The bow wave generated by a steadily advancing ship is considered for a family of fine ruled ship bows with rake and flare. This family of ship bows is defined in terms of four parameters: the ship draft D, the entrance angles α and α′ at the top and bottom waterlines, and the rake angle δ. The corresponding bow wave similarly depends on four parameters: the draft-based Froude number F and the three angles α, α′, and δ. An extensive parametric study, based on thin-ship theory, is performed to explore the variations of the water height Z0 at the ship stem X = 0, the location X0 (measured from the ship stem) of the intersection of the bow-wave profile with the mean freesurface plane Z = 0, and the bow-wave profile, with respect to the four parameters F, α, α′, and δ. This parametric study extends the previously reported similar study of the height Zb of the bow wave and the location Xb of the bow-wave crest. These two complementary parametric studies yield simple analytical relations, which extend relations given previously for wedge-shaped ship bows without rake or flare. In spite of their remarkable simplicity, the analytical relations given here yield bow waves that are comparable to computational fluid dynamics (CFD) waves given by Euler-flow calculations. The analytical relations, which explicitly account for the influence of the four primary parameters F, α, α′, and δ, can be used immediately-without hydrodynamic calculations-for ship design, notably at early design stages when the precise hull geometry is not yet known. The study also provides insight for ship bow design. Specifically, it suggests that a bow with positive rake and negative flare may be beneficial, and that a bulb located aft of the stem and integrated with the hull may be an advantageous alternative to a traditional bulb protruding ahead of the bow, in agreement with the results of a hull-form optimization analysis.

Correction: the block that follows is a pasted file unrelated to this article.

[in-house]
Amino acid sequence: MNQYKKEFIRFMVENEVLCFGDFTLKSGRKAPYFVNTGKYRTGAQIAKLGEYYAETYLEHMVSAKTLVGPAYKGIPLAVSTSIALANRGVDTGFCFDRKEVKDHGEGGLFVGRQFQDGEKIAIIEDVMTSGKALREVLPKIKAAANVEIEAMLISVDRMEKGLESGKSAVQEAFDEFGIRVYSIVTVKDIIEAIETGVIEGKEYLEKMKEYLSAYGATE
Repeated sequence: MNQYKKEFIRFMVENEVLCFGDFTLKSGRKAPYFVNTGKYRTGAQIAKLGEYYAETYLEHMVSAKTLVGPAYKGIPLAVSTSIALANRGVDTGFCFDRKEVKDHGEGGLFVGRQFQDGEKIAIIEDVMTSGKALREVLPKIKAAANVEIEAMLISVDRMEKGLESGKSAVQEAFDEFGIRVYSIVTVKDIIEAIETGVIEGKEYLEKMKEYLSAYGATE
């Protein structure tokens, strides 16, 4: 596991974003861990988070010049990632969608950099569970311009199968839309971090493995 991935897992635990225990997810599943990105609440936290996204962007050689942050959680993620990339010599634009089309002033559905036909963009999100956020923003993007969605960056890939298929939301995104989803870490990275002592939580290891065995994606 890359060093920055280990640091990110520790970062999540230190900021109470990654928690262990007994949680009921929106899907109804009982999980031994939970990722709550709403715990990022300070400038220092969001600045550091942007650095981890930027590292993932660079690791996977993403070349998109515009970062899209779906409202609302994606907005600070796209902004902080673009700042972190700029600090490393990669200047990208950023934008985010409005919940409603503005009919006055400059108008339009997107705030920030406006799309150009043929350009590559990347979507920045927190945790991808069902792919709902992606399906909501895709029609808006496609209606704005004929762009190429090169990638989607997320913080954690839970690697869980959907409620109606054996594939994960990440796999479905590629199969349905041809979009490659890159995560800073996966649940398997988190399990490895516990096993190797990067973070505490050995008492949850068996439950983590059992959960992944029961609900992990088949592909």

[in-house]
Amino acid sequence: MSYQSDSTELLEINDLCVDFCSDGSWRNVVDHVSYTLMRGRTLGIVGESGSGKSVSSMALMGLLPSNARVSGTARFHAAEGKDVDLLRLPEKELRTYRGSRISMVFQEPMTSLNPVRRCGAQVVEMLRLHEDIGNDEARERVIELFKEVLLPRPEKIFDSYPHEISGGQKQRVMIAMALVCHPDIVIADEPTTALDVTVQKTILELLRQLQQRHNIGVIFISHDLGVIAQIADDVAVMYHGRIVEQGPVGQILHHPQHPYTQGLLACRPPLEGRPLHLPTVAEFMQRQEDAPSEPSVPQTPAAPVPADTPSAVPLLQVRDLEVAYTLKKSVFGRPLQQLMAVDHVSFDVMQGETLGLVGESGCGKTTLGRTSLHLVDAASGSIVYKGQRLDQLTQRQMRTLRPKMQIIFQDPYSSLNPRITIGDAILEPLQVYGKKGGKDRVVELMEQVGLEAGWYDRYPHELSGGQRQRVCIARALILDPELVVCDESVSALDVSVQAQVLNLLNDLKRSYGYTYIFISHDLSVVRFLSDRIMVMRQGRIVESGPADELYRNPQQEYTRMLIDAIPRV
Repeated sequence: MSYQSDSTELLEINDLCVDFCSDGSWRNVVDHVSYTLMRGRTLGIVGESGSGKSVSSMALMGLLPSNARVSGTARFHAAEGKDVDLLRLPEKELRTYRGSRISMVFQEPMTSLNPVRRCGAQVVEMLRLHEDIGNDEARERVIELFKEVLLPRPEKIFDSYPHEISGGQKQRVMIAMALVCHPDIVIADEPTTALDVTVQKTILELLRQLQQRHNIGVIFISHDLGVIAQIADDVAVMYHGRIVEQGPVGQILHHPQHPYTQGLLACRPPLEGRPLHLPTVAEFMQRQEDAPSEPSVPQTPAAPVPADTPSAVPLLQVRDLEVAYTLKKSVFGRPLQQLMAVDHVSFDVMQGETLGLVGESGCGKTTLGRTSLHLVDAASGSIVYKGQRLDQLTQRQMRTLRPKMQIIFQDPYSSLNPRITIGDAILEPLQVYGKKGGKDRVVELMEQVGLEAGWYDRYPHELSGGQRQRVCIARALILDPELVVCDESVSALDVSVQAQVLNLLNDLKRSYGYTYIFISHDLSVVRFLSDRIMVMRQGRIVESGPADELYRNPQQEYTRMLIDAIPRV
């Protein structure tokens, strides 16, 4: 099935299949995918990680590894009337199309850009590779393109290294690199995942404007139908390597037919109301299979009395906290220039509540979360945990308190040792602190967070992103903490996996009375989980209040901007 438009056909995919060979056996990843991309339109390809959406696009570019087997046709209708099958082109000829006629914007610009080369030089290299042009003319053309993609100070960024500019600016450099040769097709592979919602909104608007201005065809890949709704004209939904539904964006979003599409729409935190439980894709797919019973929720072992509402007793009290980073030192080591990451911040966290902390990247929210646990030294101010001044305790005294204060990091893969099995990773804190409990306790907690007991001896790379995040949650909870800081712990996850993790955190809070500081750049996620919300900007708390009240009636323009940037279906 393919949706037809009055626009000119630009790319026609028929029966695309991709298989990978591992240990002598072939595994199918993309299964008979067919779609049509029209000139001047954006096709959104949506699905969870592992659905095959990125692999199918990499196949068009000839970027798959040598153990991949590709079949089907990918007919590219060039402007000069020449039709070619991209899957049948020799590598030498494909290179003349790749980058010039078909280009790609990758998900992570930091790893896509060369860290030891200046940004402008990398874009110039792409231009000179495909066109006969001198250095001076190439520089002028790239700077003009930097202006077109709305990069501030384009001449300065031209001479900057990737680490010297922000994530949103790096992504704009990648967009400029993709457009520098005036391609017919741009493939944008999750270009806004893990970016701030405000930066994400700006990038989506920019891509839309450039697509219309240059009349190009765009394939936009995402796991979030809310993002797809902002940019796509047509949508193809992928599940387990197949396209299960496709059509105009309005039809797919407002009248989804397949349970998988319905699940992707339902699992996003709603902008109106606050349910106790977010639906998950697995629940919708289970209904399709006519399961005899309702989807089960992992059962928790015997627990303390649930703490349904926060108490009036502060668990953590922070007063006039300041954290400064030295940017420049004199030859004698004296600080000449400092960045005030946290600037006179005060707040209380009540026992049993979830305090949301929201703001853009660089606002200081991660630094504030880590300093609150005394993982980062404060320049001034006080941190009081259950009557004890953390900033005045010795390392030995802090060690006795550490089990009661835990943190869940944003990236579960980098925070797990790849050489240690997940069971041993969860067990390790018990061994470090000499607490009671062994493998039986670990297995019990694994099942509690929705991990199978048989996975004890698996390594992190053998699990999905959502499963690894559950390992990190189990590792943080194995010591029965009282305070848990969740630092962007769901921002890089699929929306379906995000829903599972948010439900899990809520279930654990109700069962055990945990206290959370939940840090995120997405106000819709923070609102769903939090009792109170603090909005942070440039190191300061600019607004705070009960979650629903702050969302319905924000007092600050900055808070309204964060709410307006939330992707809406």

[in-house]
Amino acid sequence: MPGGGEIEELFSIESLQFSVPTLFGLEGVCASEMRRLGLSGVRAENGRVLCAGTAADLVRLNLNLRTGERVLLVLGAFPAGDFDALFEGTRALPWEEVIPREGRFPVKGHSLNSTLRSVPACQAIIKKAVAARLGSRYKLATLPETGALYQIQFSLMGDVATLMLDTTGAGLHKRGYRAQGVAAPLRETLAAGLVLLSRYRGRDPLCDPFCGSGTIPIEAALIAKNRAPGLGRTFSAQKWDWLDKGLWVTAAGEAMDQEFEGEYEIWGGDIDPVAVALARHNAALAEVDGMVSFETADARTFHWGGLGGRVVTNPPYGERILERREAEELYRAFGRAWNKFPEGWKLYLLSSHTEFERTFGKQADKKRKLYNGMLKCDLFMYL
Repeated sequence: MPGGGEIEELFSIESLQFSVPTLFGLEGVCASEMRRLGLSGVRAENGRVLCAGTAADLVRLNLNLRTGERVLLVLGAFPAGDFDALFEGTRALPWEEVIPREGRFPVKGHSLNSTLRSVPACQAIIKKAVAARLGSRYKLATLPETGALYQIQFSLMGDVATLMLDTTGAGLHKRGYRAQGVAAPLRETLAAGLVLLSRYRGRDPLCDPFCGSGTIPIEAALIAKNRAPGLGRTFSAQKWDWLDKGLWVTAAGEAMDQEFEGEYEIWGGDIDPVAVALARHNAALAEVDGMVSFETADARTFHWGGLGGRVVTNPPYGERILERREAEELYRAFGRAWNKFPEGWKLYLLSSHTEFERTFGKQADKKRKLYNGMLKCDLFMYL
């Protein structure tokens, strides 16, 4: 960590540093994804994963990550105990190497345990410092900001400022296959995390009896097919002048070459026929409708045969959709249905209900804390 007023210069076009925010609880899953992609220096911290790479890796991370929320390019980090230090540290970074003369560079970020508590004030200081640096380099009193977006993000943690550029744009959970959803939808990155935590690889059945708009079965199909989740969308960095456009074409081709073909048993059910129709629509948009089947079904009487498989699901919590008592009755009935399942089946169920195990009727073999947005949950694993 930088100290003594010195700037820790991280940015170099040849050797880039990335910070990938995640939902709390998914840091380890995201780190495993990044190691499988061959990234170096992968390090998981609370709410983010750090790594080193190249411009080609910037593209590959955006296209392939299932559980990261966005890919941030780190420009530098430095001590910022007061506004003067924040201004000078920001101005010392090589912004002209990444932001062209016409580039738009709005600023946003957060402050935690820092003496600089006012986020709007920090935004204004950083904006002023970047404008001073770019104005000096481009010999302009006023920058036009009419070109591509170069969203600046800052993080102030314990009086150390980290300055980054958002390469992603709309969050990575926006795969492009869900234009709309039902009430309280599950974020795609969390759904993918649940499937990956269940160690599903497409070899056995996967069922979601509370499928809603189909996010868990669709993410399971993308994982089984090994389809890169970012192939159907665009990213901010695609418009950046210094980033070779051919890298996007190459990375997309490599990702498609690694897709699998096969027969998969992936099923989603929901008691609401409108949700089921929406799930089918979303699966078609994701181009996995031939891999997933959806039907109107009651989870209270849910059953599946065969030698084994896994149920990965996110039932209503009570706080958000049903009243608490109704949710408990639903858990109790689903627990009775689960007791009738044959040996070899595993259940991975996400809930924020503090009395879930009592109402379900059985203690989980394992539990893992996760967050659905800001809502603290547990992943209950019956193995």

Noblesse F.,David Taylor Model Basin | Huang F.,George Mason University | Yang C.,George Mason University